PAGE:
Is globalization good for freedom? Classical liberals argue that it is, but critics respond with a less attractive story in which elites repress their restive subjects so rapacious multinational corporations can exploit natural resources and labor.
A recent study by Indra de Soysa, a political scientist at the Norwegian University of Science and Technology, and Krishna Chaitanya Vadlamannati, an economist at the Georg-August University in Germany, supports the rosier view. The paper, published in the January edition of the social science journal Kyklos, uses a measure of globalization that includes not just economic policies but social factors such as access to foreign information and political factors such as a country's participation in international organizations.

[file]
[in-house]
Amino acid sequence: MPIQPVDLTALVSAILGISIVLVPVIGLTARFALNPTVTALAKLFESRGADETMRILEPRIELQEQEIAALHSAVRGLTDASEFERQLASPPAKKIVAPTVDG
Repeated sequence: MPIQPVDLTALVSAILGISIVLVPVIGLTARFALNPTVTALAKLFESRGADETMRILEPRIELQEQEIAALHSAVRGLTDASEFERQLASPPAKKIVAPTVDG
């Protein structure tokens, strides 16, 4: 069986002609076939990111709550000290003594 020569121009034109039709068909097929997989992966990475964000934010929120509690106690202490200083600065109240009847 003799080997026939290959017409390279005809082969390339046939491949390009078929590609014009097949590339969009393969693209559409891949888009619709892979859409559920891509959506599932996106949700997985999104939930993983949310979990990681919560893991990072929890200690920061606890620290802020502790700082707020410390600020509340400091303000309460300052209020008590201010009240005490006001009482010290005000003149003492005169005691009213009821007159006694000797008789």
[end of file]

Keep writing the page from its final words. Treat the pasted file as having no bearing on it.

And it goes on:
Applying their measure to 118 countries, De Soysa and Vadlamannati find that the more globalized a country, the less likely its government is to engage in torture, extrajudicial killing, political imprisonment, and disappearances. "Our results are clear," they conclude. "Globalization seems to liberate, not suffocate."